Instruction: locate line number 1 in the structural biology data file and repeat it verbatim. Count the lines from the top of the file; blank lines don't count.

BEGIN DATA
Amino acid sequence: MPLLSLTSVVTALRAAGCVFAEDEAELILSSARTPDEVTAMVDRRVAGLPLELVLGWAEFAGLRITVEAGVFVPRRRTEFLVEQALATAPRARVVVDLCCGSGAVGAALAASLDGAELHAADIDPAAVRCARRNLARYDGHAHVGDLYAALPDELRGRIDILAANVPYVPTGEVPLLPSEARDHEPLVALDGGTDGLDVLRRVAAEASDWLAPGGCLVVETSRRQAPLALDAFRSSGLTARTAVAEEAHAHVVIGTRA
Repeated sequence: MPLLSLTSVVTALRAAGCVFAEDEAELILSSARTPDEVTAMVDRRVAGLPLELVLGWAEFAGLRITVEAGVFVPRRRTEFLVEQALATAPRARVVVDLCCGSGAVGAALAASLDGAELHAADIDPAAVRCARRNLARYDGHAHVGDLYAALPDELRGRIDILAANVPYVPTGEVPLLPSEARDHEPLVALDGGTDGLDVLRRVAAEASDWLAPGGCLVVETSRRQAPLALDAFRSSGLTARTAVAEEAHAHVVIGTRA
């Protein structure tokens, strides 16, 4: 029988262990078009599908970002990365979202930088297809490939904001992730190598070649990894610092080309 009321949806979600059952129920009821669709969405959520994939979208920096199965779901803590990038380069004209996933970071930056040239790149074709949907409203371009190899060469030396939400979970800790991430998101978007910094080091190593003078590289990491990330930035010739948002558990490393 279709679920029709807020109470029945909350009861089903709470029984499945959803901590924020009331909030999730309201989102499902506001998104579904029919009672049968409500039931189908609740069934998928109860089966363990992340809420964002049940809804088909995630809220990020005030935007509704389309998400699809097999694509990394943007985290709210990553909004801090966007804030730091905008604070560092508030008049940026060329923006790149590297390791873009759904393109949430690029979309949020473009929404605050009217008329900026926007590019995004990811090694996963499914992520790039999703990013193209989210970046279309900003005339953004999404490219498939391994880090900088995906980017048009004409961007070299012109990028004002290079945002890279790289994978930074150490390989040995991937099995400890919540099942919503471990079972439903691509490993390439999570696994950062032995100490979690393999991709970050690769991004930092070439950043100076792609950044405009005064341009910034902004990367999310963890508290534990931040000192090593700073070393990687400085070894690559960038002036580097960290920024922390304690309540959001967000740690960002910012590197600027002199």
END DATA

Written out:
Amino acid sequence: MPLLSLTSVVTALRAAGCVFAEDEAELILSSARTPDEVTAMVDRRVAGLPLELVLGWAEFAGLRITVEAGVFVPRRRTEFLVEQALATAPRARVVVDLCCGSGAVGAALAASLDGAELHAADIDPAAVRCARRNLARYDGHAHVGDLYAALPDELRGRIDILAANVPYVPTGEVPLLPSEARDHEPLVALDGGTDGLDVLRRVAAEASDWLAPGGCLVVETSRRQAPLALDAFRSSGLTARTAVAEEAHAHVVIGTRA